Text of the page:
In November 2012, we started work with Nicole Sochen and her company, al dente PR. In the light of our SAB Innovation Award Seed Grant, she was to advise us on and establish our initial media collateral, such as a boiler plate, company info sheet and company profile, as well as compiling a media list, and to help us send out and follow up on our first press releases.
We started work together even before she was contracted to us, as we thought that we needed to spread the word about our matric exam campaign as soon as possible. We drafted our first proper press release – one with contact info, a personalised cover letter for each recipient, and so on – and dispatched it to the contacts in our small media list. From then on, we decided on quite a busy schedule of releases, media interviews and other things. While it looked like a lot of PR from our inexperienced perspective, it was actually quite a tame schedule. We could have, and should have fitted more in, especially seeing as many of the things we had planned, such as our two-city media roadtrip, never materialised. (Having complete control over PR, like we did when Marie joined the team in April 2013, would have helped us accomplish that far more easily.)
We also signed up for a Newsclip contract to monitor our media mentions. It was indispensable, but I would warn Newsclip that they better hope a good competitor doesn’t come along. While their staff were always courteous, the service was halting and unreliable. At the end of our contract with them, for example, in January 2014, they completely dropped the ball: they neglected to send us any media reports, and even forgot to tell us that our contract had come to an end. Another frustration was that, during the six months we worked with al dente, Newsclip forwarded all of our media mentions to al dente, and not to us. As such, there’s unfortunately no real way to be sure that we saw all of our media mentions ourselves, unless, I suppose, we trawled through the University of Free State’s online media archive.
Over the course of al dente’s time working with us, we discovered a few, very important things:
Paperight has a very sellable story, but requires careful messaging in order to get the nuances of the system across. There were many things that could have been – and were – misunderstood by journalists covering us. An example of this was the Daily Dispatch journo who made enough errors in her piece for a reader to get the wrong impression about the terms of our service – specifically that it was meant for individuals to use – and have a letter printed in the paper the next day, accusing us of “false advertising”.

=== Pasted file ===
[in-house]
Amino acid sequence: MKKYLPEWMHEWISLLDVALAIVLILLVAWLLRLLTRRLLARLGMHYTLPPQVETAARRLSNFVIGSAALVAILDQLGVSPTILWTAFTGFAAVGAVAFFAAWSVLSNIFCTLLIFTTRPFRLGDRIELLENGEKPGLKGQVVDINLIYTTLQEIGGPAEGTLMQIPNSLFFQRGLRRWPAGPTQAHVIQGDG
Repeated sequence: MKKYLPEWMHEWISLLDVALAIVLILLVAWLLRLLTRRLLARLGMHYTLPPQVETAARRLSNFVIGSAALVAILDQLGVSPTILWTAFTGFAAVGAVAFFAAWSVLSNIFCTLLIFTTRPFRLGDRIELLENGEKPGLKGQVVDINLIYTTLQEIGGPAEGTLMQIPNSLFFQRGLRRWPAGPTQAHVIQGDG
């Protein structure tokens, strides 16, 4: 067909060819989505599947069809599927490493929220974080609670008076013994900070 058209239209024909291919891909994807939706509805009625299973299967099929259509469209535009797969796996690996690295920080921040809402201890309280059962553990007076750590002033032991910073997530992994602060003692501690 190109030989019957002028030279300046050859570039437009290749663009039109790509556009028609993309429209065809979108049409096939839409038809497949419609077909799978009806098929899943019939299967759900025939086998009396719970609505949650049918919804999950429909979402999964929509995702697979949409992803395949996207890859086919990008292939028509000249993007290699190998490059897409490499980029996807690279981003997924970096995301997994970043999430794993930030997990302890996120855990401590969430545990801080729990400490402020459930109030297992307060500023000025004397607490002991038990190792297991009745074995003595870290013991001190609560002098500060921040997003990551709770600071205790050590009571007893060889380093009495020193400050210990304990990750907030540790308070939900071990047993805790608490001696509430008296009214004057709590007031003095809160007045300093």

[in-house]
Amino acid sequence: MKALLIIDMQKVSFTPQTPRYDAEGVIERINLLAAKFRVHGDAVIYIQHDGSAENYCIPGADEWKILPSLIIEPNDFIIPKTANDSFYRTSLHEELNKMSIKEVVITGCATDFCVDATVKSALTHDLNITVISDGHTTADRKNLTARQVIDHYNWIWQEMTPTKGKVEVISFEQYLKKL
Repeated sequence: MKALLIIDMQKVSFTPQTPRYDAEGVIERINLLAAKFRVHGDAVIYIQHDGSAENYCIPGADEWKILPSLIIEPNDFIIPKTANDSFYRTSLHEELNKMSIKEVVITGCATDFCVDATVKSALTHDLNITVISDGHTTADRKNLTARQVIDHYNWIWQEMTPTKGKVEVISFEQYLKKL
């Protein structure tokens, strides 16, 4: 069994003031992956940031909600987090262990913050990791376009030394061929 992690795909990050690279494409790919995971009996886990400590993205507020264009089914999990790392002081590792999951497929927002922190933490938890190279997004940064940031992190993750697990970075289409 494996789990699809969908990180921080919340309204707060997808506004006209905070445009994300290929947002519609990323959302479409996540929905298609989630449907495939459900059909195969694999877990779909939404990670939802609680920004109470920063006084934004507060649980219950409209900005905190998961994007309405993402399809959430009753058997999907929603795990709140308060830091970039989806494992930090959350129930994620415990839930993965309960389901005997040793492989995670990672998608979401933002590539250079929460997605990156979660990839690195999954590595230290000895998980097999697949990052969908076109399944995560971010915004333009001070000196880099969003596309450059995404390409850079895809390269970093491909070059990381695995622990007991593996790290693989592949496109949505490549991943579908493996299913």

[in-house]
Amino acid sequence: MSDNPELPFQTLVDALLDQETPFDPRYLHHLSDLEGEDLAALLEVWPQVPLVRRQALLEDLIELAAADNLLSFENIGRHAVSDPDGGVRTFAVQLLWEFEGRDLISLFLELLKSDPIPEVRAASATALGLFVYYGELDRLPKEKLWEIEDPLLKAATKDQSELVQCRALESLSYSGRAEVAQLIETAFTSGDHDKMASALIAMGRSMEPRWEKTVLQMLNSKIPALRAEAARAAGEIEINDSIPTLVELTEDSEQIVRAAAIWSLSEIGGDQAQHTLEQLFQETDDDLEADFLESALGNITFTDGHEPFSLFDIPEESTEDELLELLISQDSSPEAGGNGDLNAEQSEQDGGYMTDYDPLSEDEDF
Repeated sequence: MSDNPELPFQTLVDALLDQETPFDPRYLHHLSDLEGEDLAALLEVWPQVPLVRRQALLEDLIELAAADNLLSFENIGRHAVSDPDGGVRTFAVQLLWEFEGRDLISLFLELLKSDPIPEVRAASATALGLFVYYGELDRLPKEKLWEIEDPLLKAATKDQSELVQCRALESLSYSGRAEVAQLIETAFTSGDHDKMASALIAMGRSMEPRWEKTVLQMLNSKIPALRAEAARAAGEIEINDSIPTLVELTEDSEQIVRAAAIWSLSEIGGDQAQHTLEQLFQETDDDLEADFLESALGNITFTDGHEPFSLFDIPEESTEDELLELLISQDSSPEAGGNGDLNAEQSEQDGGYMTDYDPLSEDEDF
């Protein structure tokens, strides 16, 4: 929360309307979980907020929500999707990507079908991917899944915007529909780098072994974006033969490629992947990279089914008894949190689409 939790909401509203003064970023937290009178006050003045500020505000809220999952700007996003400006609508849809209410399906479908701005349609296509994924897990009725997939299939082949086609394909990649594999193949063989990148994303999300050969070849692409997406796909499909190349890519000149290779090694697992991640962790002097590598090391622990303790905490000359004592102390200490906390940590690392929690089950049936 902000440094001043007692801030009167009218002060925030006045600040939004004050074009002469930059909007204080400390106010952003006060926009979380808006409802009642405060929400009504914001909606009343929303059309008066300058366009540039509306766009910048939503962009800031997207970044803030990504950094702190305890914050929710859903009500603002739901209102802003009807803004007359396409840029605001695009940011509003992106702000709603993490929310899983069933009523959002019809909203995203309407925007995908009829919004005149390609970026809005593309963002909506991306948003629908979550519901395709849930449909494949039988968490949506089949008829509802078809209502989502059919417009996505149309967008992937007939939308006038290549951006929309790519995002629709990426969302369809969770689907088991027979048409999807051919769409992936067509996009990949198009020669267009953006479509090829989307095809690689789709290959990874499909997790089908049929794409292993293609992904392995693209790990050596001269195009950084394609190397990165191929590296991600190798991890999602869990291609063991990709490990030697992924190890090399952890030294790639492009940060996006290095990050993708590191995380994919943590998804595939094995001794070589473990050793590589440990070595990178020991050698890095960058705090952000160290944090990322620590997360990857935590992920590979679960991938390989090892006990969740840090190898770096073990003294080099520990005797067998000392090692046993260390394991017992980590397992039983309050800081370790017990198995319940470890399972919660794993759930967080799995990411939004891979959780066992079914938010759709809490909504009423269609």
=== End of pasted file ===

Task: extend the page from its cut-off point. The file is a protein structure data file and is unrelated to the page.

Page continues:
We also discovered that having “.com” in our logo gave people the impression that it was a website to be used by individuals, and not by copy shops for individuals, and that it was a consumer-facing website. Taking away the “.com” from our logo and company info tended to dampen those assumptions.
We needed to control our own media list. PR companies, al dente included, consider their media lists to be their intellectual property, which is fair enough, considering that it constitutes the core service of their business. For our purposes, however, it would have been better for us to control our media list ourselves, so we could have a better idea of where our releases were going, what the feedback was, and if we needed to follow up.
We needed to have someone working on our marketing and PR who was part of our team and shared our ethos, and didn’t just think we were a nice client to have in their portfolio. While al dente was a good collaboration, there didn’t seem to have much emotional buy-in above and beyond professional obligations. As al dente wasn’t integrated in our offices, there wasn’t a chance for them to keep close track on changes in our company and with our messaging, and we’d forget to keep them informed as things changed from day to day. As such, they were often two steps behind the game. In a fast-paced start-up setting, flexibility is important, and both the nature and structuring of al dente’s business model – whereby we were only one client out of many – meant that they often couldn’t keep up with our changes.
Specialised PR companies are expensive for start-ups. It might be more time-, effort- and cost-effective to hire a dedicated marketing manager.